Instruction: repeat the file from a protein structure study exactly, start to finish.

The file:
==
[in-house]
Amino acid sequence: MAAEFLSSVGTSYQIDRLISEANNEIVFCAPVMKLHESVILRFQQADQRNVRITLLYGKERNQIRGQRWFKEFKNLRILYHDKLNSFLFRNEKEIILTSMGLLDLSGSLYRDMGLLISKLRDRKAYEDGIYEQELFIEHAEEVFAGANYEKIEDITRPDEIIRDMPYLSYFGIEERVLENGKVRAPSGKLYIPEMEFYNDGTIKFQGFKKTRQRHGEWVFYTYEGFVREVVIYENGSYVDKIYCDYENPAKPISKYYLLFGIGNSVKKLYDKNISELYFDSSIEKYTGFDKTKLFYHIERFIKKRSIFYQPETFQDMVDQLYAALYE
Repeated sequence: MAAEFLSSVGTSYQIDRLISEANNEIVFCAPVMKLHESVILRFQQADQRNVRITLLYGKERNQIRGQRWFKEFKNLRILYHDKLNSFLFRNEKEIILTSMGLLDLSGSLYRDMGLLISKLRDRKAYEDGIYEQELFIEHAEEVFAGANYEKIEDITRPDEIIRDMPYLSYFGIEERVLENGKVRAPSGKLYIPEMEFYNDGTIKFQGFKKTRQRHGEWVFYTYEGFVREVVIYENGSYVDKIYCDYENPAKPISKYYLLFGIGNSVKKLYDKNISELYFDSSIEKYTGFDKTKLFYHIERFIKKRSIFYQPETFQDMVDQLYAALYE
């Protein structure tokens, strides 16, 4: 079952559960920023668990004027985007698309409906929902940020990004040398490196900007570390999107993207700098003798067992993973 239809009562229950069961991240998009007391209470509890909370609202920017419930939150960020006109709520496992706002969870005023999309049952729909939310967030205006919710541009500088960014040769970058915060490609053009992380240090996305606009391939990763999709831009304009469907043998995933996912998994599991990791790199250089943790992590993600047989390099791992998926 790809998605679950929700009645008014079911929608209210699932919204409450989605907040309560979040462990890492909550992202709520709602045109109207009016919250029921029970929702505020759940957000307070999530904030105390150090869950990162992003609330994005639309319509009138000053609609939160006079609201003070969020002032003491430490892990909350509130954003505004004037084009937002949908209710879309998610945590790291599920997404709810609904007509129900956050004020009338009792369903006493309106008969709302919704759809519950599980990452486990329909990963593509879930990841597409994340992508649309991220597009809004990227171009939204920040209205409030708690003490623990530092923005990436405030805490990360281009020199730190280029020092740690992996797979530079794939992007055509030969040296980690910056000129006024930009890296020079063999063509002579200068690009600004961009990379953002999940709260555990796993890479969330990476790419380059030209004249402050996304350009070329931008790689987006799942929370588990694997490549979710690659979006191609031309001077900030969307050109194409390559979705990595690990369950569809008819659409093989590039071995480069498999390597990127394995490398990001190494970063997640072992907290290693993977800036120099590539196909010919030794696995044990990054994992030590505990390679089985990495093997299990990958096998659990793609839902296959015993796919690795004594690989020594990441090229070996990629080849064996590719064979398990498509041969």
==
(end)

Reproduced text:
[in-house]
Amino acid sequence: MAAEFLSSVGTSYQIDRLISEANNEIVFCAPVMKLHESVILRFQQADQRNVRITLLYGKERNQIRGQRWFKEFKNLRILYHDKLNSFLFRNEKEIILTSMGLLDLSGSLYRDMGLLISKLRDRKAYEDGIYEQELFIEHAEEVFAGANYEKIEDITRPDEIIRDMPYLSYFGIEERVLENGKVRAPSGKLYIPEMEFYNDGTIKFQGFKKTRQRHGEWVFYTYEGFVREVVIYENGSYVDKIYCDYENPAKPISKYYLLFGIGNSVKKLYDKNISELYFDSSIEKYTGFDKTKLFYHIERFIKKRSIFYQPETFQDMVDQLYAALYE
Repeated sequence: MAAEFLSSVGTSYQIDRLISEANNEIVFCAPVMKLHESVILRFQQADQRNVRITLLYGKERNQIRGQRWFKEFKNLRILYHDKLNSFLFRNEKEIILTSMGLLDLSGSLYRDMGLLISKLRDRKAYEDGIYEQELFIEHAEEVFAGANYEKIEDITRPDEIIRDMPYLSYFGIEERVLENGKVRAPSGKLYIPEMEFYNDGTIKFQGFKKTRQRHGEWVFYTYEGFVREVVIYENGSYVDKIYCDYENPAKPISKYYLLFGIGNSVKKLYDKNISELYFDSSIEKYTGFDKTKLFYHIERFIKKRSIFYQPETFQDMVDQLYAALYE
């Protein structure tokens, strides 16, 4: 079952559960920023668990004027985007698309409906929902940020990004040398490196900007570390999107993207700098003798067992993973 239809009562229950069961991240998009007391209470509890909370609202920017419930939150960020006109709520496992706002969870005023999309049952729909939310967030205006919710541009500088960014040769970058915060490609053009992380240090996305606009391939990763999709831009304009469907043998995933996912998994599991990791790199250089943790992590993600047989390099791992998926 790809998605679950929700009645008014079911929608209210699932919204409450989605907040309560979040462990890492909550992202709520709602045109109207009016919250029921029970929702505020759940957000307070999530904030105390150090869950990162992003609330994005639309319509009138000053609609939160006079609201003070969020002032003491430490892990909350509130954003505004004037084009937002949908209710879309998610945590790291599920997404709810609904007509129900956050004020009338009792369903006493309106008969709302919704759809519950599980990452486990329909990963593509879930990841597409994340992508649309991220597009809004990227171009939204920040209205409030708690003490623990530092923005990436405030805490990360281009020199730190280029020092740690992996797979530079794939992007055509030969040296980690910056000129006024930009890296020079063999063509002579200068690009600004961009990379953002999940709260555990796993890479969330990476790419380059030209004249402050996304350009070329931008790689987006799942929370588990694997490549979710690659979006191609031309001077900030969307050109194409390559979705990595690990369950569809008819659409093989590039071995480069498999390597990127394995490398990001190494970063997640072992907290290693993977800036120099590539196909010919030794696995044990990054994992030590505990390679089985990495093997299990990958096998659990793609839902296959015993796919690795004594690989020594990441090229070996990629080849064996590719064979398990498509041969």